3. Posttraumatic Stress Syndrome  Fortunately there is an increased awareness, education and skills in building trauma-informed services and systems. Films like “American Sniper” and talking with those suffering with PTSD and their families connect us to the full impact of the human experience.
4. Trauma of the victims of war
I have not personally worked with refugees of war-torn countries and immigrants settling into the United States. We have so much to learn from those who work in this arena. In the current political climate, it is disturbing to me how little empathy we have for these victims of war. What can our country, rich in resources and opportunities, do for so many people whose lives have been devastated by the guns, bullets and bombs of us and the terrorists?
5. Restore hope and a sense of mission  Many we serve have lost hope and any optimism they can recover. They doubt they can change and overcome their loss of control of substances, gambling, depression or mood swings. Having a sense of hope has more positive impact in treatment than even the evidence-based practice used. Guiding people to take even ‘baby steps’ of success can build hope for recovery.
Holding onto hope and retaining a sense of mission can be challenging for clinicians themselves faced with:
  • Increasing case-loads
  • Decreasing funding
  • A rapidly changing healthcare system with performance measures, electronic health records, strict managed care, productivity expectations and population management
  • Compassion fatigue and burnout
Who helps the helper? Who supports and nurtures the carer? What can you do to stay centered, empowered and hopeful? What are you doing to handle and resolve the battles and conflicts at home with your loved ones, estranged friends or family and at work with supervisors, colleagues and administration?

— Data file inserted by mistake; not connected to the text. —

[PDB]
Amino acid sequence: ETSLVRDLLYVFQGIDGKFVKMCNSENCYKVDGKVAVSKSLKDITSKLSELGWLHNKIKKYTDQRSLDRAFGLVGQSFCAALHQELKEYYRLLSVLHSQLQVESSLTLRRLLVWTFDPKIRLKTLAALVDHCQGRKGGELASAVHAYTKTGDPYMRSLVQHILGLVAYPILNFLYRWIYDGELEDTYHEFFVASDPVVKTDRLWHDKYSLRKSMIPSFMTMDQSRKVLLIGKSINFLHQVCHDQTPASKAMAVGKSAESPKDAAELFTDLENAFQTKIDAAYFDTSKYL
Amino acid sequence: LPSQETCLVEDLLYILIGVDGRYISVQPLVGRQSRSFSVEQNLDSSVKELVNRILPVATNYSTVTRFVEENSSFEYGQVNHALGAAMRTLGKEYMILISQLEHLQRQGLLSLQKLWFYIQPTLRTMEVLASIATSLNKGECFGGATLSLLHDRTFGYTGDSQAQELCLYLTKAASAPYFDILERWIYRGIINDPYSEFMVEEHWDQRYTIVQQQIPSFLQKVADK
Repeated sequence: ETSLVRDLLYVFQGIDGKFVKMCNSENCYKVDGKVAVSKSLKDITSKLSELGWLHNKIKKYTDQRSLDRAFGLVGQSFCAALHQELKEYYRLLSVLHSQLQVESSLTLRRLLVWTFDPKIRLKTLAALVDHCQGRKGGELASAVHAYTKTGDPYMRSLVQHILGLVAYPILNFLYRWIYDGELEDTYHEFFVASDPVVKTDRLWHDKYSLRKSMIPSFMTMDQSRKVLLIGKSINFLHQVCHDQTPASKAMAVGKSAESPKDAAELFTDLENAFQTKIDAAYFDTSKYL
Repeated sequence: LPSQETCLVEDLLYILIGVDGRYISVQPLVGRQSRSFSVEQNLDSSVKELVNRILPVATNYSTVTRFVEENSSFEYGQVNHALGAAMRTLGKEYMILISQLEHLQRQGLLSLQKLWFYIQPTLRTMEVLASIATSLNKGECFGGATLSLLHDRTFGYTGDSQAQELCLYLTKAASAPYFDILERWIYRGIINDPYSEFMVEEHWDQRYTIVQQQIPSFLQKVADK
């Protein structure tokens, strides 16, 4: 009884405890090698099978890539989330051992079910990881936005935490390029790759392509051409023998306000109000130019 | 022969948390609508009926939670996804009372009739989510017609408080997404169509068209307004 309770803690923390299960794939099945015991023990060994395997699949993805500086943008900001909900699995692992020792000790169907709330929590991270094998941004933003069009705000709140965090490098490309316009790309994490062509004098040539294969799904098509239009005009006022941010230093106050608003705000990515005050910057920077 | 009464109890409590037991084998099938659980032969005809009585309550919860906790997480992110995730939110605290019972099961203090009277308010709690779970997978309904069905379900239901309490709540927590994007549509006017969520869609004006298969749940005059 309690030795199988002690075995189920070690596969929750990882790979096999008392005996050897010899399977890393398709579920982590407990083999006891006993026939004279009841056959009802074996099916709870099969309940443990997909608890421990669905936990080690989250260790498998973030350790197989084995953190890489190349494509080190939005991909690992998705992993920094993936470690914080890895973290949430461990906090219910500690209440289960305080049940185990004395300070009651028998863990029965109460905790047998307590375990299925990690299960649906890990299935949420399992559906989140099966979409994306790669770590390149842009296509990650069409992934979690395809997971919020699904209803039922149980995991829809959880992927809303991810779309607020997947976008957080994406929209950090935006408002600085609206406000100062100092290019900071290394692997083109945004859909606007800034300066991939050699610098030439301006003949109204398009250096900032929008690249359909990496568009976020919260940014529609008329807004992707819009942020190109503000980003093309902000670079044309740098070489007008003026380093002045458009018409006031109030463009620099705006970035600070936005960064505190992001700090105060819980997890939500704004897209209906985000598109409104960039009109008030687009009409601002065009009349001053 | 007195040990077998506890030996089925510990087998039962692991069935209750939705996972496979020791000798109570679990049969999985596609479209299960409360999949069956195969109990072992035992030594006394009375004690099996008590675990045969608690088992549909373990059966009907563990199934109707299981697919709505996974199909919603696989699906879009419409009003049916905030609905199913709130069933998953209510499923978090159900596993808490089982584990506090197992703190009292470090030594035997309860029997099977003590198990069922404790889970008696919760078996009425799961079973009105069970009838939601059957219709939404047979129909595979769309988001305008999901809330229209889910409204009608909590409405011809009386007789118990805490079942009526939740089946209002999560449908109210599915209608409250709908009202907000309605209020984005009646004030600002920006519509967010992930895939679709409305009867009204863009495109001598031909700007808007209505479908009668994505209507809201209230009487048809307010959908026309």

6. Holistic whole person care
Treatment isn’t just about abstinence, faithful support group attendance, medication adherence, psychosis stabilization and staying out of the hospital. Just as important is paying attention to the following:
  • Does your client have a safe place to live? – maybe a Housing First service takes priority over getting abstinent and sober first.
  • Do they have transportation, money to buy food, a drop-in center to feel a sense of community?
  • Can they access physical health care for their blood pressure which hasn’t been checked for years or for teeth unattended to in decades?
  • Will the person be bounced between addiction, mental and physical health systems when they need integrated co-occurring or complexity capable services?


In many ways, I consider myself a citizen of the world. Growing up as an Australian-born Chinese kid in a then predominantly white Australia (they even had an explicit “White Australia” policy from 1901 which officially ended 1973), I had to learn my place in that world. I love foreign travel and the stimulation of experiencing different cultures and customs.
However I also have two countries I call “home” and two passports to prove it – an Australian passport for my country of birth; and a US passport for my adopted country where I have lived almost twice as many years as Australia. As I return now from Australia, I smile at the little things I always look forward to experience nostalgically when I return home:
  • Eating an Aussie meat pie – so much better than an American pot pie
  • Eating a lamington – even a lot of bakeries in Australia have stopped making them: sponge cake covered in cocoa or chocolate topped off with desiccated coconut, cut up into little rectangles or squares of about 3 by 4 inches. But the size varies, so that’s also part of the fun.